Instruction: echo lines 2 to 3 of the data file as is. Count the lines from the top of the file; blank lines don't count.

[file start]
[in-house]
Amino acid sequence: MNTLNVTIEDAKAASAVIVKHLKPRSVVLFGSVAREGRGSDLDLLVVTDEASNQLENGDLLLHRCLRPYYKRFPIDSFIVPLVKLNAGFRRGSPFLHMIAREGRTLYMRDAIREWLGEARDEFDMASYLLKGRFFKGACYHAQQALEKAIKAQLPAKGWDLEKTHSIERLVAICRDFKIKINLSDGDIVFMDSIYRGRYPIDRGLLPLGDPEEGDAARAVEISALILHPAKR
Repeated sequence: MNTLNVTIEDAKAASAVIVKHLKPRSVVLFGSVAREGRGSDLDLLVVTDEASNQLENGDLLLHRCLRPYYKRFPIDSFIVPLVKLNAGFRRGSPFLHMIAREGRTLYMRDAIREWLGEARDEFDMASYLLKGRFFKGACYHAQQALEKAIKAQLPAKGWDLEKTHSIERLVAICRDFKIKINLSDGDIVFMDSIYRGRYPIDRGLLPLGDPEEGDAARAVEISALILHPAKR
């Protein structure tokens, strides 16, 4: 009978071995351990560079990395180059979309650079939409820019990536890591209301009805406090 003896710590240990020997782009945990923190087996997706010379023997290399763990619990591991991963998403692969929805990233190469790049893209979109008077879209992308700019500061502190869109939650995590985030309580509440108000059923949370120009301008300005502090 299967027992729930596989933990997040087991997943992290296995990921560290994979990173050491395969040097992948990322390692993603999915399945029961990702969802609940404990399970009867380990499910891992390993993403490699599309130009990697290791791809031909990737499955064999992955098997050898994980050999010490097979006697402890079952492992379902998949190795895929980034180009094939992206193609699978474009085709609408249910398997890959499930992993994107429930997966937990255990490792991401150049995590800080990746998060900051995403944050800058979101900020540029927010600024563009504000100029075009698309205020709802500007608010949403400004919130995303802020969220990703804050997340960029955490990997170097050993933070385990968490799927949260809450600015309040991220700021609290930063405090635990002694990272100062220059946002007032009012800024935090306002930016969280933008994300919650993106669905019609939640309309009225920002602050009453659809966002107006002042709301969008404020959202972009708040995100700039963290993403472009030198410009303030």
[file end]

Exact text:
Amino acid sequence: MNTLNVTIEDAKAASAVIVKHLKPRSVVLFGSVAREGRGSDLDLLVVTDEASNQLENGDLLLHRCLRPYYKRFPIDSFIVPLVKLNAGFRRGSPFLHMIAREGRTLYMRDAIREWLGEARDEFDMASYLLKGRFFKGACYHAQQALEKAIKAQLPAKGWDLEKTHSIERLVAICRDFKIKINLSDGDIVFMDSIYRGRYPIDRGLLPLGDPEEGDAARAVEISALILHPAKR
Repeated sequence: MNTLNVTIEDAKAASAVIVKHLKPRSVVLFGSVAREGRGSDLDLLVVTDEASNQLENGDLLLHRCLRPYYKRFPIDSFIVPLVKLNAGFRRGSPFLHMIAREGRTLYMRDAIREWLGEARDEFDMASYLLKGRFFKGACYHAQQALEKAIKAQLPAKGWDLEKTHSIERLVAICRDFKIKINLSDGDIVFMDSIYRGRYPIDRGLLPLGDPEEGDAARAVEISALILHPAKR